Newspaper article THE JOURNAL RECORD

Factory Output Shows Decline in October

Newspaper article THE JOURNAL RECORD

Factory Output Shows Decline in October

Article excerpt

WASHINGTON (AP) -- The output of the nation's factories fell in October for the first time in seven months as autoworker strikes slowed production while some businesses were trimming inventories.

The Federal Reserve said Friday the ripple effect of the strike at General Motors' Canadian plants and later disputes that closed some of GM's U.S. assembly lines was largely responsible for the overall 0.5 percent decline.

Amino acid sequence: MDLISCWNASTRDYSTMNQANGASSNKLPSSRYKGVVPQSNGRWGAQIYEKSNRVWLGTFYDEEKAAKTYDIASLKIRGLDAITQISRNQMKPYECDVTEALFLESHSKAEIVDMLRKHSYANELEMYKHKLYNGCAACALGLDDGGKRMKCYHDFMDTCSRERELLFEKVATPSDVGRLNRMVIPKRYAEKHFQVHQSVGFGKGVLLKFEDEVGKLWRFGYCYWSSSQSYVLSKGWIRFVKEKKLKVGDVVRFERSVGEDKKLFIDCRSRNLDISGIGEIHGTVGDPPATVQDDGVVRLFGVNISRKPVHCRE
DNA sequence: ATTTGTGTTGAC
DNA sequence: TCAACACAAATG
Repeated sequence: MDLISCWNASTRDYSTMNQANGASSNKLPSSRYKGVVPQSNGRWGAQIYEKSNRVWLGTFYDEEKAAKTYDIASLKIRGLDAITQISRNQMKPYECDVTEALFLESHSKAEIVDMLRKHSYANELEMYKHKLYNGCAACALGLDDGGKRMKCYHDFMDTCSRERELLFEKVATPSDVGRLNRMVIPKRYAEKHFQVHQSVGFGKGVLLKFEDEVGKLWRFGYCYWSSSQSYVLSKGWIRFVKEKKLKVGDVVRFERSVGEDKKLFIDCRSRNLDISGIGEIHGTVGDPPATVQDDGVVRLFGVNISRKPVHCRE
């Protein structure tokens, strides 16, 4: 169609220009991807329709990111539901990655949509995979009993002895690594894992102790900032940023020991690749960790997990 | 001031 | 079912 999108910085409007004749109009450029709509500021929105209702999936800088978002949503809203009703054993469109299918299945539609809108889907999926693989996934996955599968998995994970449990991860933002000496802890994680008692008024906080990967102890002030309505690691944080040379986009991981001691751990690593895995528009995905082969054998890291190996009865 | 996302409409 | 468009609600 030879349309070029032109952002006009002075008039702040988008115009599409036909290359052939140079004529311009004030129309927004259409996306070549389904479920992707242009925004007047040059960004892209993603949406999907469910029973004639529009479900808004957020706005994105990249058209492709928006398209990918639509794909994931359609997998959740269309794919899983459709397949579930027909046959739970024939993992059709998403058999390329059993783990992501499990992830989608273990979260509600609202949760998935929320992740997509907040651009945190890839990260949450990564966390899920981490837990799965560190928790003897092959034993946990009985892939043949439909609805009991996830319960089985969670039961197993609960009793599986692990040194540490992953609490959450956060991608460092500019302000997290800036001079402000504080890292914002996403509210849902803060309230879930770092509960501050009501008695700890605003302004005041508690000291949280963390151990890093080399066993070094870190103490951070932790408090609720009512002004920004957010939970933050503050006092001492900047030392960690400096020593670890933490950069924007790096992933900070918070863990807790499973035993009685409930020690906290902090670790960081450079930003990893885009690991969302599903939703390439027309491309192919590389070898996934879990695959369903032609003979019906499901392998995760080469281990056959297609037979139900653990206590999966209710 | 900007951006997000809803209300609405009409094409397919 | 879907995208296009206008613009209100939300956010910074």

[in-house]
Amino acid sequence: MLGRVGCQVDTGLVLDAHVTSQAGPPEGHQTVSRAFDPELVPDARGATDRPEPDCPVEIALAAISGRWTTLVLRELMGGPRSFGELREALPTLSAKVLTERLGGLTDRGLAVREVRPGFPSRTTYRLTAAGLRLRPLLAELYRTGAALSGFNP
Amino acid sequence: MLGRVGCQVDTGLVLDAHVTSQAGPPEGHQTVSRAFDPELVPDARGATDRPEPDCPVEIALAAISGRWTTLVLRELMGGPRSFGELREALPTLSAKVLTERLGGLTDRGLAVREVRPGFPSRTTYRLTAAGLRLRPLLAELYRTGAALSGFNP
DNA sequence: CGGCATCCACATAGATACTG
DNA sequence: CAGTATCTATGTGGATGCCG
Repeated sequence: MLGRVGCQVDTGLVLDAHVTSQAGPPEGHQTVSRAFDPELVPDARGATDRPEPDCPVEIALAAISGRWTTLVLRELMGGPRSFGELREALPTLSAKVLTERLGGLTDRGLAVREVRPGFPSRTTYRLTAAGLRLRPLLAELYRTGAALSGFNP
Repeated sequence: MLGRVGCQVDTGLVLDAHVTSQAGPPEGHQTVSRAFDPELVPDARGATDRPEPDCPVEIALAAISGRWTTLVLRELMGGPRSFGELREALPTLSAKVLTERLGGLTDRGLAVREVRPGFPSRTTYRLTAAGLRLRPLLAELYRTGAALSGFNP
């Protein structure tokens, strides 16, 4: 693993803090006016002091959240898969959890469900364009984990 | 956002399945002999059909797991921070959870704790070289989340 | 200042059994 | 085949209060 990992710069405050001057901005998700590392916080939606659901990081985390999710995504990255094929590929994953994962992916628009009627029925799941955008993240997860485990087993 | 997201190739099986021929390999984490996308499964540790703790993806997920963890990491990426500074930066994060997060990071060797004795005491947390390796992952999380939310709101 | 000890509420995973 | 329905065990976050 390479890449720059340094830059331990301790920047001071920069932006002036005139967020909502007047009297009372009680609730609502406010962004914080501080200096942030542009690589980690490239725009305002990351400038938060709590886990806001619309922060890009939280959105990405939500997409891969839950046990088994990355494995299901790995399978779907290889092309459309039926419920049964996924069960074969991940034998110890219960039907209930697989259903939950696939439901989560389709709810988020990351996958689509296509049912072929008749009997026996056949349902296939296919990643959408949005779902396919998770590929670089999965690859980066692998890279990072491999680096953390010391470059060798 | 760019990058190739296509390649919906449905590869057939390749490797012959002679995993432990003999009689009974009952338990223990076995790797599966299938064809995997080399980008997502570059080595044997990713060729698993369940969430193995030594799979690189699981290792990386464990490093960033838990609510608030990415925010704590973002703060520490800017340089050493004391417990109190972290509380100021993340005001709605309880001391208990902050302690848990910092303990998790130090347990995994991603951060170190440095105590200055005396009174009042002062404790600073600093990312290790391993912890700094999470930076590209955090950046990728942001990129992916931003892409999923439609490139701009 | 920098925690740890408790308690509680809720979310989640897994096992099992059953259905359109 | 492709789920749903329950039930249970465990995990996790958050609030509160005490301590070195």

But the report also showed that excluding auto plants, output at the nation's factories, mines and utilities was down 0.2 percent, with most industries sharing in the loss. "Producers are responding to the pickup in inventories last summer" when consumer spending waned, explained economist Mark M. Zandi of Regional Financial Associates in West Chester, Pa. By matching inventories with sales, businesses are setting the stage for increased production as demand strengthens, he added."It suggests the economy will continue to expand moderately next year." A separate Commerce Department report Friday showed growth in business inventories slowed to just 0.1 percent in September, from 0.3 percent in August and 0.5 percent in July. At the same time, sales picked up 0.8 percent in September after slipping 0.2 percent the previous month. Many analysts believe sales will continue to grow moderately as the Christmas shopping season approaches. The Fed report contained no sign of inflation, saying the nation's industries were operating at 82.7 percent of capacity, down from 83.4 percent in September. Analysts say a capacity utilization rate of more than 85 percent would threaten productions bottlenecks that could lead to shortages and higher prices. Stocks rose on the reports, which were seen as keeping inflation at bay. By 1 p.m., the Dow Jones industrial average had soared 63. …

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